Google is the latest technology company to announce a new financial product for users ̵
The company plans to partner with banks and credit unions in the US to offer "Smart Checking".
The Google Pay launched service is designed to allow users to add Google analytics tools to traditional banking products.
The move follows the offers of credit cards, payment systems and loans from Facebook, Uber, Apple and Amazon.
While products and agreements differ, technology giants entering the banking world share a common motive: they make themselves indispensable, says Gerard du Toit, a partner of consulting firm Bain & Co.
"They all compete to attract the attention of consumers and their ecosystem and platform, "he says.
Amazon's credit card and business loans are designed to boost the e-commerce business, while Uber Money provides credit cards, debit accounts and money-tracking tools to support the company's taxi operations.
Facebook has announced its Facebook payment service will complement its messaging tools.
And both Google and Apple, who have teamed up with Goldman Sachs's new consumer arm Marcus, want to make iPhones and Android on a credit card as part of their Apple Pay and Wallet service.
Entering financial services will also provide Google and Facebook information for the advertising business, and help monitor what leads to purchases, said Mr du Toit Riesen, who already faces competition, privacy and data protection issues are.
Some officials also expressed concern over gaps in financial supervision as growing activities outside traditional banking take place. And in the last few days, New York announced that it was investigating Apple after it was accused that its credit card was based on "sexist" algorithms.
Mr. du Toit said regulatory concerns were a "fly in the ointment" for tech companies.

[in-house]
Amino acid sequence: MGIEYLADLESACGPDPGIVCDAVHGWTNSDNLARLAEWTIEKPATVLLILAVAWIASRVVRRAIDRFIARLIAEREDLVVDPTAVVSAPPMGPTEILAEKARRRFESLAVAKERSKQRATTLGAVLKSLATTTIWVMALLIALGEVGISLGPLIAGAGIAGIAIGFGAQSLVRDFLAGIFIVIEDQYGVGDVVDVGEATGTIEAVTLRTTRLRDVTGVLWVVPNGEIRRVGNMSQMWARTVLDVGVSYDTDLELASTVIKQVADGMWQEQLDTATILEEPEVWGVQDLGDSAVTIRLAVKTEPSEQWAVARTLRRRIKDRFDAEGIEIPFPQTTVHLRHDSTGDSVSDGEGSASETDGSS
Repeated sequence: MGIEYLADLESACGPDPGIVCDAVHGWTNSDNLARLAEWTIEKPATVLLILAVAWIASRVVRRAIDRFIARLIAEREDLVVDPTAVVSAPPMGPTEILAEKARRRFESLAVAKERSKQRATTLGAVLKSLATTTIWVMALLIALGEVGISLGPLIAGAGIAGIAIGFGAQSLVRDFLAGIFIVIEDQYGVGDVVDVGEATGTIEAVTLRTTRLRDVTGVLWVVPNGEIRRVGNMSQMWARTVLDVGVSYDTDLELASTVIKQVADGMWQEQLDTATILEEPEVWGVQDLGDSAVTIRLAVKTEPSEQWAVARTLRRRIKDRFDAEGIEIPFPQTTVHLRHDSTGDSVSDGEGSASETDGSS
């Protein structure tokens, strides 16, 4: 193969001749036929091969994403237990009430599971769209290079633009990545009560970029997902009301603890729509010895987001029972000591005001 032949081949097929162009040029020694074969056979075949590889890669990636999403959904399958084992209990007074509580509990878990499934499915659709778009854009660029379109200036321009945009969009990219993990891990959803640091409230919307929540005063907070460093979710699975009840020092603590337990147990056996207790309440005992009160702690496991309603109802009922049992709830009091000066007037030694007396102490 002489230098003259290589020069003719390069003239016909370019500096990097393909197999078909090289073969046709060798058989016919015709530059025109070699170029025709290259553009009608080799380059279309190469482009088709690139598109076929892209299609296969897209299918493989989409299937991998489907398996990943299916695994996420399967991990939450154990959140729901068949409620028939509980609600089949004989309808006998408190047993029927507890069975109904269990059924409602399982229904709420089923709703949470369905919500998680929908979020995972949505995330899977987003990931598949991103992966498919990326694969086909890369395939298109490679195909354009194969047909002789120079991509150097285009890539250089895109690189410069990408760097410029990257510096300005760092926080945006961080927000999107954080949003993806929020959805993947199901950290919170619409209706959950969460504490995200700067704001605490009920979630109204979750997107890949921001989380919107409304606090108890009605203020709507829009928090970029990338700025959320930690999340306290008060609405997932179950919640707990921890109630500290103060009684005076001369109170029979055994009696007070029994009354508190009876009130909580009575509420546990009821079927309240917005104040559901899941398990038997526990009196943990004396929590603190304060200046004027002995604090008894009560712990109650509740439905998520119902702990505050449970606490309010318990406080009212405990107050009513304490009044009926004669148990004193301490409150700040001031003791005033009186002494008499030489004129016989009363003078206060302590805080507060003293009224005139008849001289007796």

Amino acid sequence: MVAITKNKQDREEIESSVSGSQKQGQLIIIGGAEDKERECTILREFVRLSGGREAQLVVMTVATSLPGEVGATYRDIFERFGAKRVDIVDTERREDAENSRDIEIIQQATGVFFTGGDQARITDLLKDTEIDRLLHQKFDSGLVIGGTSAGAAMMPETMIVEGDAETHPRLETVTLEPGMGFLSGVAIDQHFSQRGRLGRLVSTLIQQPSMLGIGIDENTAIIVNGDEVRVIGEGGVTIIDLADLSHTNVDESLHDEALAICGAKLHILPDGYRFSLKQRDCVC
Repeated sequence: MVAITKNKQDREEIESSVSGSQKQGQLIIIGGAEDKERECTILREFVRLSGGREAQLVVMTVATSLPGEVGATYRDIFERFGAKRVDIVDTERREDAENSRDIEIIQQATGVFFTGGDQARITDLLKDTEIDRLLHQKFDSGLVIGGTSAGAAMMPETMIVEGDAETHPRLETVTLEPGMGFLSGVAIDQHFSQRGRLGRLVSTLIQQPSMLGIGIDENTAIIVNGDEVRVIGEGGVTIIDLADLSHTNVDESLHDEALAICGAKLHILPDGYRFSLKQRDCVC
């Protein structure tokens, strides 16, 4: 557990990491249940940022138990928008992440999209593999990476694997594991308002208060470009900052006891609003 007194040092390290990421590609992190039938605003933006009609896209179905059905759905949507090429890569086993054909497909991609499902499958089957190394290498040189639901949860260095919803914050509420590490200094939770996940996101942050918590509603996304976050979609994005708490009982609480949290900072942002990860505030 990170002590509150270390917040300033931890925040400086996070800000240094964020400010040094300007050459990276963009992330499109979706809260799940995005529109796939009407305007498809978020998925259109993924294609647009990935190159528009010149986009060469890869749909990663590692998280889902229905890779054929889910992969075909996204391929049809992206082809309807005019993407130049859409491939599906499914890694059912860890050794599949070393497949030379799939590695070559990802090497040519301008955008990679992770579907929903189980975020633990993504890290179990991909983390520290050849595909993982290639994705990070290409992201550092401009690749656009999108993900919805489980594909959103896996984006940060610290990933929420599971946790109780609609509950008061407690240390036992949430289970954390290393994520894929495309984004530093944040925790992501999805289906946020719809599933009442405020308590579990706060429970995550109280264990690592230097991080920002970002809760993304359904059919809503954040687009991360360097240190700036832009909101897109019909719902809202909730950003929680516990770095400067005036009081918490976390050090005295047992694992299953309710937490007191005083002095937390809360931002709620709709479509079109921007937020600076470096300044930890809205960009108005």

"You must be very careful," he said.
In many cases, the tech companies working together with traditional banks – a sign that they are aware of the potential problems, he said.
Google said its US partners, which Citigroup reportedly owns, would offer the accounts from 2020.
"We believe that our partner's regulatory and financial expertise is an excellent complement to our experience building helpful tools and technologies for our users," states a statement.
China in arrears
Amazon has been providing loans to small businesses since 2011 and has launched its 2017 credit card with JP Morgan Chase.
In a sense, however, the tide of corporate announcements this year is a sign that the US is too late for the party.
In China and some other countries, technology companies quickly entered banking as they had to fill the gaps of the traditional financial industry that had created hurdles for their businesses, be they e-commerce companies or food suppliers.
Demand was less urgent in the US, partly because of the ubiquity of credit cards and other "good enough" solutions, Mr. du Toit said.
Large technical payment services of companies such as Alibaba According to the International Settlements Bank, an organization supported by 60 of the world's central banks, Ant Financials and Tencent's WeChat account for around 16% of China's GDP, compared to less than 1% in the USA.
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Technology companies are "getting more involved because they believe they can offer a much better solution to customers," he said.
Last month, Facebook boss Mark Zuckerberg pointed to the threat posed by Chinese competition and defended his company's interest in developing a crypto-currency before Congress last month.  "I see the financial infrastructure in the US as obsolete," he said.
"Darwin's Nice Experiment"
As the tech companies begin to exploit their tremendous reach, close customer relationships and huge amounts of data, banks "woke up" to the threat, resulting in collaborations and other unpleasant "frenemy "I have described this as a gigantic Darwinist experiment with various couplings of the banks and the big technicians," he says. "There will be some mutations that will succeed and others that will
While Google's past efforts to build Google Pay were not well received in the US, the company has built a significant payment business in India, where a Bain & Co survey found that more than half of respondents said that Platform in the past 12 months.
"I would not count them out," said Mr du Toit.